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—MAY 21.—ISAIAH 5:1-12.—

"Let me sing to my Well-Beloved a song
of my Beloved touching his vineyard."

TO THIS LESSON, as to the last, we have a Divinely-inspired key, for the words were quoted by the Great Teacher and applied by him to the Jewish nation, as indeed the Prophet himself explains. What the Prophet styles a song we might properly term a parable or story. God is represented as having planted the nation of Israel as his own vineyard. He gathered out the stones, or removed the difficulties, and planted in it the choicest vine, the richest promises—promises of the Messianic Kingdom and the blessing of Israel and all the families of the earth. He provided a watch tower for it in the Prophecies and a hedge about it in the Law and the Prophets and in all the arrangements made for that holy nation. It was proper that he should look for choice fruitage from so favorably-situated a vineyard, but the results were unsatisfactory. The fruitage was not in harmony with the promises he had planted, but wild grapes, sour, small.

This condition prevailed until the time of Jesus. Although troubles upon the nation were from time to time permitted by the Lord, the breaches were always healed and the nation was preserved. Its walls of Divine protection and guidance were maintained and its watch tower. John the Baptist was the last of the Prophets. Since his day the Lord has fulfilled to natural Israel the things mentioned in this prophecy. The hedges have been broken down. It has been laid waste. No care has been taken of it. The beasts of the field, the Gentile nations, have ravaged this vineyard and, by Divine intention, no rain of Divine blessing, comfort, encouragement and fructification have come upon the Jewish people in all these more than eighteen centuries.


What was the proper fruitage which the Lord had a right to expect from this vineyard and why did he not find it? He tells us in this very prophecy: "For the [R4795 : page 105] vineyard of the Lord of Hosts is the house of Israel and the men of Judah his pleasant plant: God looked for judgment, justice, but behold oppression! He looked for righteousness, but instead, heard the cry of the oppressed." In other words, God's Covenant with Israel was that they should have the blessed privilege of being his people, and the having of his Divine favor was dependent upon their faithful observance of the Divine Law. He knew that they would not be able to keep the Law perfectly. He knew that he would not get perfect grapes, but he had a right to expect much better than he found—to expect heart endeavors, even if there were fleshly imperfections.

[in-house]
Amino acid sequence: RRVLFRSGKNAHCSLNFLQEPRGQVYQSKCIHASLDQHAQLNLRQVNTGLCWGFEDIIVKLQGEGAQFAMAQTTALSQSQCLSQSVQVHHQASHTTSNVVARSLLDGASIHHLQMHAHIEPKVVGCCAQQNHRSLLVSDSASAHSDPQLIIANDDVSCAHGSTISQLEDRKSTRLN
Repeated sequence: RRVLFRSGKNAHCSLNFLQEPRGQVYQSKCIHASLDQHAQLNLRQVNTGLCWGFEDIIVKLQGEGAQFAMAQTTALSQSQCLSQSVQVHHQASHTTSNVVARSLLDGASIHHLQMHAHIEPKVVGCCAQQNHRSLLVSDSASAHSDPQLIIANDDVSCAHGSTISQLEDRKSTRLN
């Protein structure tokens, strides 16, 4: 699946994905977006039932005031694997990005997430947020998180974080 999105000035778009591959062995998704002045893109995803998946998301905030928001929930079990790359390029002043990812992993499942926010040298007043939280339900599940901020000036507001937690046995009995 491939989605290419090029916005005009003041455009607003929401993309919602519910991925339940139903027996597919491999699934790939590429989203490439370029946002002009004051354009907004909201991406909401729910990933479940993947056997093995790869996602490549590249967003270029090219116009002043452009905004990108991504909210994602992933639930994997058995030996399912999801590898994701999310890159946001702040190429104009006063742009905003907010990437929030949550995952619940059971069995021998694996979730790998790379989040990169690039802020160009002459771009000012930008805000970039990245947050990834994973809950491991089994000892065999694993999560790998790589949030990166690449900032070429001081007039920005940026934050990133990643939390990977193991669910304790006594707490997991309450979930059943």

The demands of the Law were supreme love for the Almighty, governing every thought and word and act, and a love for the neighbor as for oneself—an unselfish love. The observance of this Law, in its spirit at least, to the extent of the ability of the flesh, was the requirement. Had there been such fruitage in Israel at the time that Jesus presented himself to them eighteen centuries ago, they would have been ready to constitute the spiritual Kingdom, which would then and there have been established, according to Divine promise. But their unreadiness led to the breaking down of their entire system. They did not have love enough toward God, nor love enough toward their fellows.

We are not to understand from this that Israel was more degenerate than the remainder of the world. The contrary of this, we believe, is true. But then the other nations had not been specially planted and specially hedged about and specially watered and specially guarded. Where more was given more was required. And when more was not found the faithful few were gathered out and the vineyard temporarily abandoned. We are glad, indeed, to note from the Scriptures that the time is coming when that same vineyard shall be restored under still [R4795 : page 106] more favorable conditions, during the Messianic reign of glory and heavenly power. But it is still in disorder.